• The best founders maintain a direct connection to their users throughout the lifespan of their company: no middlemen
  • The Mom Test tells us three common errors that we make while conducting user interviews:
    • Talking about your idea, and not their life.  The goal is to extract information that helps you improve their life, not to talk about ideas.
    • Talking about hypotheticals, instead of specifics.  Never ask, "If I build this, will you like it?"  Instead, talk about specific things that have already happened in their life.  Talk about why they're experiencing pain, and what that pain is.
    • Talking, instead of listening.  You want to bring real facts and hard data about real-world problems to the table.  Not just ideas.  Actionable, practical, solvable pains to be alleviated.
  • Five great questions to ask in any (unbiased!) user interview:
    • What's the hardest part about [doing this thing]?  In the context of dropbox: what's the hardest thing about working together on these lab projects?  The best startups are solving problems that people are facing on a regular basis, or that are painful enough to warrant solving.
    • Tell me about the last time that you encountered this problem. The goal of this question is to extract context surrounding the problem.  It's not to identify the exact problem, but you gain the ability to explain the value of your solution with context that you may not be aware of.  
    • Why was this hard? In general, customers don't buy the "what". They buy the "why". "This will help with this exact problem I had the other day!"  Explaining in terms of technology, "here's the file syncing tool you've always dreamed of", won't persuade.  But framing it as a solution to the actual pain they personally experience in a real situation that you can articulate - that's persuasive.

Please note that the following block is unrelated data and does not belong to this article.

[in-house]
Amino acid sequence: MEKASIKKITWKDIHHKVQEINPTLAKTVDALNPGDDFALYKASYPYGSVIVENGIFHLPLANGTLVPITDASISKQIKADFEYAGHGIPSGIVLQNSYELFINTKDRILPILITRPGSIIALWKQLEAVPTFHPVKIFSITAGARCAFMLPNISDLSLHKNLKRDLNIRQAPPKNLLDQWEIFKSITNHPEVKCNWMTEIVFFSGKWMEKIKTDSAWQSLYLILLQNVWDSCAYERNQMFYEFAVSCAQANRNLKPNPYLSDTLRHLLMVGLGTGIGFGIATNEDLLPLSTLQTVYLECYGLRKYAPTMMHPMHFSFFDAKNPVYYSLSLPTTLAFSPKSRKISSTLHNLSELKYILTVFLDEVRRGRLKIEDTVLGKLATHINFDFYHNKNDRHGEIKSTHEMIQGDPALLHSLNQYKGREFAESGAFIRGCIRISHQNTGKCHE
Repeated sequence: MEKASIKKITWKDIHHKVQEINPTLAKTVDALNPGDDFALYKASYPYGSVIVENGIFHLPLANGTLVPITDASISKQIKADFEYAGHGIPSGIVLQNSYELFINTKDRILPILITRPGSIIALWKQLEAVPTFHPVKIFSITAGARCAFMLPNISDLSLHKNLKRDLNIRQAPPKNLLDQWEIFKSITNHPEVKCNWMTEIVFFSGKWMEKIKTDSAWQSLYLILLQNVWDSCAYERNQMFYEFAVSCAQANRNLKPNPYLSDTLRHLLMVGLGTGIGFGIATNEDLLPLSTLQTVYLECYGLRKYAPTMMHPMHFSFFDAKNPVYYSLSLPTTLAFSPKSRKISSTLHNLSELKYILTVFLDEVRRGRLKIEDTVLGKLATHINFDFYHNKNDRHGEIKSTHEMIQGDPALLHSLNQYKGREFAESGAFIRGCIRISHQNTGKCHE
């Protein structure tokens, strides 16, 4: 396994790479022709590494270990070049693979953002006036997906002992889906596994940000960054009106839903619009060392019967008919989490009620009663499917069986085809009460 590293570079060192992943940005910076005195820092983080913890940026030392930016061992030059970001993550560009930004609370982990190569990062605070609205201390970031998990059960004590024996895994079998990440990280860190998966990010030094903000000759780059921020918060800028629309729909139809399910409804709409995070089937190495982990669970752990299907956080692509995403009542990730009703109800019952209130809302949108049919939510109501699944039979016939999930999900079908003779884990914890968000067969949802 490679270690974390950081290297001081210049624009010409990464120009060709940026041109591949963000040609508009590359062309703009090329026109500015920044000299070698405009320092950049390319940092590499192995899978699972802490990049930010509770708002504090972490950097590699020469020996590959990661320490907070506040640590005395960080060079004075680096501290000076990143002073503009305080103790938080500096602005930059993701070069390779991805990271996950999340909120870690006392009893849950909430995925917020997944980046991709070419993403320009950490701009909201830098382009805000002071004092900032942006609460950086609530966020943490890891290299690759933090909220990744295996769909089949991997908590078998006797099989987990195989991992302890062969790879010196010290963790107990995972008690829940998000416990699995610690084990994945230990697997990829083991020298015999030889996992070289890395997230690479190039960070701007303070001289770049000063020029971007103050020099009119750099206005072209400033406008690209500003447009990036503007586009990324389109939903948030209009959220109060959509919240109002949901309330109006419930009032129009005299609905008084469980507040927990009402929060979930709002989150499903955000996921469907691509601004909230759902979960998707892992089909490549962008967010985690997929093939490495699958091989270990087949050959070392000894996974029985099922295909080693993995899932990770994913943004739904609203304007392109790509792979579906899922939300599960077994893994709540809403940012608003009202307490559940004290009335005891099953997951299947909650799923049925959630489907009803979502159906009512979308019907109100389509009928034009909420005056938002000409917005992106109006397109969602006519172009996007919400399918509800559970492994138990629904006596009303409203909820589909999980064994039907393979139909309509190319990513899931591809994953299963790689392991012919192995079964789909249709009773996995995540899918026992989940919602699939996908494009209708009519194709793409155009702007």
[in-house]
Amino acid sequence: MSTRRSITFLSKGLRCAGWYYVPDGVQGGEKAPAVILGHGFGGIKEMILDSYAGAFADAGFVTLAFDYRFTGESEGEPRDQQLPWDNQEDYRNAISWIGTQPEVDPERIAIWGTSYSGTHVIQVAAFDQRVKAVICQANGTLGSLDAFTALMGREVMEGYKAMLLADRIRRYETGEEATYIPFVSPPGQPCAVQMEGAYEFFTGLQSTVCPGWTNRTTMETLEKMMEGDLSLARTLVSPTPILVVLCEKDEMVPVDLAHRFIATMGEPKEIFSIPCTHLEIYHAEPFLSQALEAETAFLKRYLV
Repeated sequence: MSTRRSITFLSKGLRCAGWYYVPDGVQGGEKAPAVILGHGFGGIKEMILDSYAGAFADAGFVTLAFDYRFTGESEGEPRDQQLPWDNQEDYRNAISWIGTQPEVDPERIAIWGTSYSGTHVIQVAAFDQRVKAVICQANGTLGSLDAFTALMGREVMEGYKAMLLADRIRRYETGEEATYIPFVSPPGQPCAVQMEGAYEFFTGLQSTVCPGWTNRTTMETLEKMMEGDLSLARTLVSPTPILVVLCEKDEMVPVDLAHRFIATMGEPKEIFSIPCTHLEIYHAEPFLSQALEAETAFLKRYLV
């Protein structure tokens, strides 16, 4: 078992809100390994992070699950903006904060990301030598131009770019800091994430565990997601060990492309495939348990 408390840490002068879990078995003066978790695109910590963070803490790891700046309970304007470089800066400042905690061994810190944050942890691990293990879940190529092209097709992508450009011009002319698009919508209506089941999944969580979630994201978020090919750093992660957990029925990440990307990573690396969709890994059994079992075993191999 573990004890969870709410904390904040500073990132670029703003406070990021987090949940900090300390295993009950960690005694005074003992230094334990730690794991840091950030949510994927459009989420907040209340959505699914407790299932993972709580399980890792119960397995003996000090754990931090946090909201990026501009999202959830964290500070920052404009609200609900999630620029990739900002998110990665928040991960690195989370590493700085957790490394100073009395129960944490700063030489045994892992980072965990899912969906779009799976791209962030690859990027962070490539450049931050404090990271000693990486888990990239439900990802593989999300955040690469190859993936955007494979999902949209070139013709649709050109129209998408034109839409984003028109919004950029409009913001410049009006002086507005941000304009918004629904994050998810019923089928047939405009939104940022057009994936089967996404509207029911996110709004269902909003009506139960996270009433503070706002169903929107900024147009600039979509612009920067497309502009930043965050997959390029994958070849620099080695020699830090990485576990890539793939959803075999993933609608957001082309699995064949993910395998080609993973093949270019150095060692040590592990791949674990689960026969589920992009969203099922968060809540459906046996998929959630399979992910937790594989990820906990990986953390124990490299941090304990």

• What, if anything, have you done to try to solve the problem? If people aren't already looking for solutions to your problem, it's possible that the problem isn't a burning enough problem to justify trying to solve.  You also want to understand what your solution will be compared against and assess whether the delta is large enough.
    • What don't you love about the existing solutions?  This is how you can begin designing your product.
  • Talking to users is incredibly important at all phases of a company, but there are three critical points:
    • The idea stage
    • Prototype stage
    • Launch
  • Talking to people in-person is a great way to handle this because it's hyper-genuine
  • Take detailed notes while you're interviewing.  Capture as much info as possible!
  • Keep it casual!  And be respectful of their time.  10 minutes should be enough.
  • It's important to identify a high-quality first customer demographic.  You don't want to be led astray by the wrong customers.
  • Find numerical answers to:
    • How much does this problem cost?  Time or money.
    • How frequently does it happen?  More frequent = better problem to solve
    • How large is their budget?


  • For every potential type of user, rank these.  Could help illuminate the path.
  • You want to be iterating towards product-market fit.
    • When you've made something people want
    • When you no longer have to push the product to people, but when it's being pulled out of you.
  • But PMF is a lagging indicator.  It doesn't help you predict how to achieve it.
  • If you're looking for a quantitative way to guide your idea towards PMF, read the blog post that Superhuman wrote on the topic.


  • if you can get >40% of people to day "very disappointed", you've probably got PMF.
  • Don't design by committee.  You can't ask your users what features they want; if you do, ask them if they'd pay for the change as a litmus test
  • Specific, tactical data is far more valuable than fluff or praise.